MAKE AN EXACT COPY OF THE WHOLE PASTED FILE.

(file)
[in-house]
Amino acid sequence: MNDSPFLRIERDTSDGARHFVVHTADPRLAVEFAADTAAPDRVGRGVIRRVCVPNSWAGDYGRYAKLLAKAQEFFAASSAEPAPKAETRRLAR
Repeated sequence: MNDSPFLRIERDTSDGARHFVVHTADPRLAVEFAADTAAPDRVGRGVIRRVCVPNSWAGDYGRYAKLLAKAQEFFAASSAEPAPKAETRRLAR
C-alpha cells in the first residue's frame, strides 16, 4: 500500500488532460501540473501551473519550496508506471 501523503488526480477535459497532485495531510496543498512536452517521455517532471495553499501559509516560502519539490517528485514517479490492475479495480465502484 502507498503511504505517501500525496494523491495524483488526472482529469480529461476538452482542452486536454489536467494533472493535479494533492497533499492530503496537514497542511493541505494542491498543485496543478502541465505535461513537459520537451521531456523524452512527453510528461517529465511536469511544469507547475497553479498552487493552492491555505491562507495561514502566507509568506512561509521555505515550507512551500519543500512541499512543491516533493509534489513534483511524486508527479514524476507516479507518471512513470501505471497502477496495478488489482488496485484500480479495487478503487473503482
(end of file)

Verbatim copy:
[in-house]
Amino acid sequence: MNDSPFLRIERDTSDGARHFVVHTADPRLAVEFAADTAAPDRVGRGVIRRVCVPNSWAGDYGRYAKLLAKAQEFFAASSAEPAPKAETRRLAR
Repeated sequence: MNDSPFLRIERDTSDGARHFVVHTADPRLAVEFAADTAAPDRVGRGVIRRVCVPNSWAGDYGRYAKLLAKAQEFFAASSAEPAPKAETRRLAR
C-alpha cells in the first residue's frame, strides 16, 4: 500500500488532460501540473501551473519550496508506471 501523503488526480477535459497532485495531510496543498512536452517521455517532471495553499501559509516560502519539490517528485514517479490492475479495480465502484 502507498503511504505517501500525496494523491495524483488526472482529469480529461476538452482542452486536454489536467494533472493535479494533492497533499492530503496537514497542511493541505494542491498543485496543478502541465505535461513537459520537451521531456523524452512527453510528461517529465511536469511544469507547475497553479498552487493552492491555505491562507495561514502566507509568506512561509521555505515550507512551500519543500512541499512543491516533493509534489513534483511524486508527479514524476507516479507518471512513470501505471497502477496495478488489482488496485484500480479495487478503487473503482